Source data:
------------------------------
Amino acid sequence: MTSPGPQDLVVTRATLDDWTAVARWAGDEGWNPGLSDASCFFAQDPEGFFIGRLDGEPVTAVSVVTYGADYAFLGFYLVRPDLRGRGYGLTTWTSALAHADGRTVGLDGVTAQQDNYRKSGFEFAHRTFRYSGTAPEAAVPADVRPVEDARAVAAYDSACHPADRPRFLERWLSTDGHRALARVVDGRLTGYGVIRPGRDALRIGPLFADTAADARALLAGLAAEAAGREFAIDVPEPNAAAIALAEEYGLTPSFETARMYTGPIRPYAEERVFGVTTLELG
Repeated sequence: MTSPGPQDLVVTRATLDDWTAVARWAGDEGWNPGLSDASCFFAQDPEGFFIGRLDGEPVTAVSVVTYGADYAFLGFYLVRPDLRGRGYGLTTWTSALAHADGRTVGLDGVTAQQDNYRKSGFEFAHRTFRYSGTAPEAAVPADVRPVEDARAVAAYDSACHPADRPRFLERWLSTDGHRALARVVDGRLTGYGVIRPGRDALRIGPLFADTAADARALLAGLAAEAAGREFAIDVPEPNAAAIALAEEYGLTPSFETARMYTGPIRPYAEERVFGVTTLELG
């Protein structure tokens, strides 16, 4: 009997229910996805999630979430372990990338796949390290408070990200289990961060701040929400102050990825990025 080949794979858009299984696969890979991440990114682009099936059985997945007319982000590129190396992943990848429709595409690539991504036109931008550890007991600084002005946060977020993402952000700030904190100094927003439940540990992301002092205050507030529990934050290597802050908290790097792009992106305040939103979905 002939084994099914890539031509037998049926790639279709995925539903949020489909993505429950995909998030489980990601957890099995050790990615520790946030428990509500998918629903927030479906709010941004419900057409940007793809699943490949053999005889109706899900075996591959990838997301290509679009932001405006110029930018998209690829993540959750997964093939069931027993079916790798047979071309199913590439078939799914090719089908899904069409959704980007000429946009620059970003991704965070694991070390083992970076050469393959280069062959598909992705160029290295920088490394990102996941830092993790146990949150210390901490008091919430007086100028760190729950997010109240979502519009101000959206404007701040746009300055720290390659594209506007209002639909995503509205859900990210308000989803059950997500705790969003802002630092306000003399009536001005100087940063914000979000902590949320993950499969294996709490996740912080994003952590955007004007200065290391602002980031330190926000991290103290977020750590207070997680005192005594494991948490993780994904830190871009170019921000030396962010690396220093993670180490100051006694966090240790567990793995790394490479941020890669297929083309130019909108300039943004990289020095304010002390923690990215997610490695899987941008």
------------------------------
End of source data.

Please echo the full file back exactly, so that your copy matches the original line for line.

Amino acid sequence: MTSPGPQDLVVTRATLDDWTAVARWAGDEGWNPGLSDASCFFAQDPEGFFIGRLDGEPVTAVSVVTYGADYAFLGFYLVRPDLRGRGYGLTTWTSALAHADGRTVGLDGVTAQQDNYRKSGFEFAHRTFRYSGTAPEAAVPADVRPVEDARAVAAYDSACHPADRPRFLERWLSTDGHRALARVVDGRLTGYGVIRPGRDALRIGPLFADTAADARALLAGLAAEAAGREFAIDVPEPNAAAIALAEEYGLTPSFETARMYTGPIRPYAEERVFGVTTLELG
Repeated sequence: MTSPGPQDLVVTRATLDDWTAVARWAGDEGWNPGLSDASCFFAQDPEGFFIGRLDGEPVTAVSVVTYGADYAFLGFYLVRPDLRGRGYGLTTWTSALAHADGRTVGLDGVTAQQDNYRKSGFEFAHRTFRYSGTAPEAAVPADVRPVEDARAVAAYDSACHPADRPRFLERWLSTDGHRALARVVDGRLTGYGVIRPGRDALRIGPLFADTAADARALLAGLAAEAAGREFAIDVPEPNAAAIALAEEYGLTPSFETARMYTGPIRPYAEERVFGVTTLELG
């Protein structure tokens, strides 16, 4: 009997229910996805999630979430372990990338796949390290408070990200289990961060701040929400102050990825990025 080949794979858009299984696969890979991440990114682009099936059985997945007319982000590129190396992943990848429709595409690539991504036109931008550890007991600084002005946060977020993402952000700030904190100094927003439940540990992301002092205050507030529990934050290597802050908290790097792009992106305040939103979905 002939084994099914890539031509037998049926790639279709995925539903949020489909993505429950995909998030489980990601957890099995050790990615520790946030428990509500998918629903927030479906709010941004419900057409940007793809699943490949053999005889109706899900075996591959990838997301290509679009932001405006110029930018998209690829993540959750997964093939069931027993079916790798047979071309199913590439078939799914090719089908899904069409959704980007000429946009620059970003991704965070694991070390083992970076050469393959280069062959598909992705160029290295920088490394990102996941830092993790146990949150210390901490008091919430007086100028760190729950997010109240979502519009101000959206404007701040746009300055720290390659594209506007209002639909995503509205859900990210308000989803059950997500705790969003802002630092306000003399009536001005100087940063914000979000902590949320993950499969294996709490996740912080994003952590955007004007200065290391602002980031330190926000991290103290977020750590207070997680005192005594494991948490993780994904830190871009170019921000030396962010690396220093993670180490100051006694966090240790567990793995790394490479941020890669297929083309130019909108300039943004990289020095304010002390923690990215997610490695899987941008």